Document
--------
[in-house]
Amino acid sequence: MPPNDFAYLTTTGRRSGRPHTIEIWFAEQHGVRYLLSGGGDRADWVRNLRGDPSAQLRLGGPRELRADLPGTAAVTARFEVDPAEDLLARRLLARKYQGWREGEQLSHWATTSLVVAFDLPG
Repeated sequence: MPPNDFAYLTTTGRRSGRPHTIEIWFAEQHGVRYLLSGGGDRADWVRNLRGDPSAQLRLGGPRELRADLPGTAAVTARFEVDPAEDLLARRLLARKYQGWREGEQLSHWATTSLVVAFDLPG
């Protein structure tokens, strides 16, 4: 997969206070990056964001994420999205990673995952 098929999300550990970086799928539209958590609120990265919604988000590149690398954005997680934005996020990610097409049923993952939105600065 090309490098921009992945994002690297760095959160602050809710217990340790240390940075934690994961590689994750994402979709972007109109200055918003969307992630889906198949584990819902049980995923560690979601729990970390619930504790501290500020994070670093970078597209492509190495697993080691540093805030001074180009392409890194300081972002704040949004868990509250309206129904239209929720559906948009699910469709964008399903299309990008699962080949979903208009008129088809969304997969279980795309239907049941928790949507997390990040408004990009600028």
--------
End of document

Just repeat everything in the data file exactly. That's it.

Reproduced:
[in-house]
Amino acid sequence: MPPNDFAYLTTTGRRSGRPHTIEIWFAEQHGVRYLLSGGGDRADWVRNLRGDPSAQLRLGGPRELRADLPGTAAVTARFEVDPAEDLLARRLLARKYQGWREGEQLSHWATTSLVVAFDLPG
Repeated sequence: MPPNDFAYLTTTGRRSGRPHTIEIWFAEQHGVRYLLSGGGDRADWVRNLRGDPSAQLRLGGPRELRADLPGTAAVTARFEVDPAEDLLARRLLARKYQGWREGEQLSHWATTSLVVAFDLPG
């Protein structure tokens, strides 16, 4: 997969206070990056964001994420999205990673995952 098929999300550990970086799928539209958590609120990265919604988000590149690398954005997680934005996020990610097409049923993952939105600065 090309490098921009992945994002690297760095959160602050809710217990340790240390940075934690994961590689994750994402979709972007109109200055918003969307992630889906198949584990819902049980995923560690979601729990970390619930504790501290500020994070670093970078597209492509190495697993080691540093805030001074180009392409890194300081972002704040949004868990509250309206129904239209929720559906948009699910469709964008399903299309990008699962080949979903208009008129088809969304997969279980795309239907049941928790949507997390990040408004990009600028």